The Ayurvedic versus the Allopathic Approach to Energetics

By Durgadas, Ved Kovid
Dip.P.Psych, R.A.P

(C) Arogya Ayurvedic Health Ltd.
All Rights Reserved.


Many people often ask about the difference between the eastern system of Ayurveda and the western allopathic model, relative to formulas and substances. Here, we can explore some of the facets that differentiate both systems and make them somewhat uniquely dissimilar.

For a start, the western model believes that the body is composed of many chemicals and thus views the biochemistry of the body as the primary causes of healing via manipulation of these to produce results. It also looks at treating the symptom rather than the cure. Viewing the body as primarily biochemical can be useful, but doesn’t give a complete picture or a wholistic picture itself as such systems as Ayurveda for example do.

Here, Ayurveda’s wholistic system views the body as primarily formed from the five great elements – viz. ether, wind, fire, water and solid matter, which themselves are created according to their anutvika or atomic structure and makeup. Here, at the base level, we can understand the various properties (gunas) in harmony with nature and the body, for example, what properties certain dravyasor substances as herbs possess. Here it also considers the role of the three primary forces that make up the elements in the cosmos via the kinetic force of rajas or action, such as sattvas (purity), rajas (action or passion) and tamas (inertia). One’s own phenotype and also disorder will reflect these, as is refined further by the dual-elemental dosha system.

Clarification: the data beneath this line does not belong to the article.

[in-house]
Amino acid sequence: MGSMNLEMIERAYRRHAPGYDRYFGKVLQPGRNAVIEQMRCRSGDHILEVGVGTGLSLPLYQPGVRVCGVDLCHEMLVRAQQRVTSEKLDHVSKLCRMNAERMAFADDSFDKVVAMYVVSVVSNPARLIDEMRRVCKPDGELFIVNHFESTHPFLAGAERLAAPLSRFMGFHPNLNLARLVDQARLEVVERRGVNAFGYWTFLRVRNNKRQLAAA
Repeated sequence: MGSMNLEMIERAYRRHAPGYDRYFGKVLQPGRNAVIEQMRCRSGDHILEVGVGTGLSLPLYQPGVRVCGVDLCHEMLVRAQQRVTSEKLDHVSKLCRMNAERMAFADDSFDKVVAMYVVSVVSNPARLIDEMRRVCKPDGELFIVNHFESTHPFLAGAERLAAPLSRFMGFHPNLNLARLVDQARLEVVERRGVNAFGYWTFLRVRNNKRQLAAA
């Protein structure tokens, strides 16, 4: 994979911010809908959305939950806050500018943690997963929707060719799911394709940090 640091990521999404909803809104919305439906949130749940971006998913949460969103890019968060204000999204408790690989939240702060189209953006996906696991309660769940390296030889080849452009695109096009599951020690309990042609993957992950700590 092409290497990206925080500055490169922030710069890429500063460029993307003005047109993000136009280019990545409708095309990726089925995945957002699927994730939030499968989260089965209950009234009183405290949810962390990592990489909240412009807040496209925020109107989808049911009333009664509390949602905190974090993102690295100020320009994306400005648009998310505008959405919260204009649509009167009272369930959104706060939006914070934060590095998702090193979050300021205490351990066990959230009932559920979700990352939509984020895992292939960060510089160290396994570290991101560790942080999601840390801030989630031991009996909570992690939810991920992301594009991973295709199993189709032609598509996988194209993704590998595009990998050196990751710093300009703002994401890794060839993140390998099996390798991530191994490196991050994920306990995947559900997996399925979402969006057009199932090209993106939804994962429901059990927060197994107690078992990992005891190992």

As per this model, the west may, for example, treat inflammation in a linear manner alone and see such herbs as turmeric as useful. Yet, Ayurveda’s unique properties may differ as it considers the role of the primary forces of prana (life-force), tejas (radiance) and ojas (vitality) relative to the body and how these are affected by substances, as also the influence on the whole psycho-somatic complex, not simply of the chief symptom alone. Here, while prescribing say Gokshura (Tribulus terrestris) for urinary complaints, Ayurveda would tend to look at what else has caused this – whether due to avidya or ignorance (such as caused by the sexual act or poor hygiene) or other causes such as digestive complaints and address these primary concerns as well to avoid further complications.

Here, Ayurveda wouldn’t simply fall short of addressing the chief complaint alone, knowing that such has a deeper (often underlying, sometimes long-term) cause, which may be psychological, environmental (exposure to hazards or toxins), genetic, purely constitutional or even psycho-somatic to even due to  changes brought about by weather patterns/climate, dietary and other important factors. These are important facets that allopathy ignores and does not address.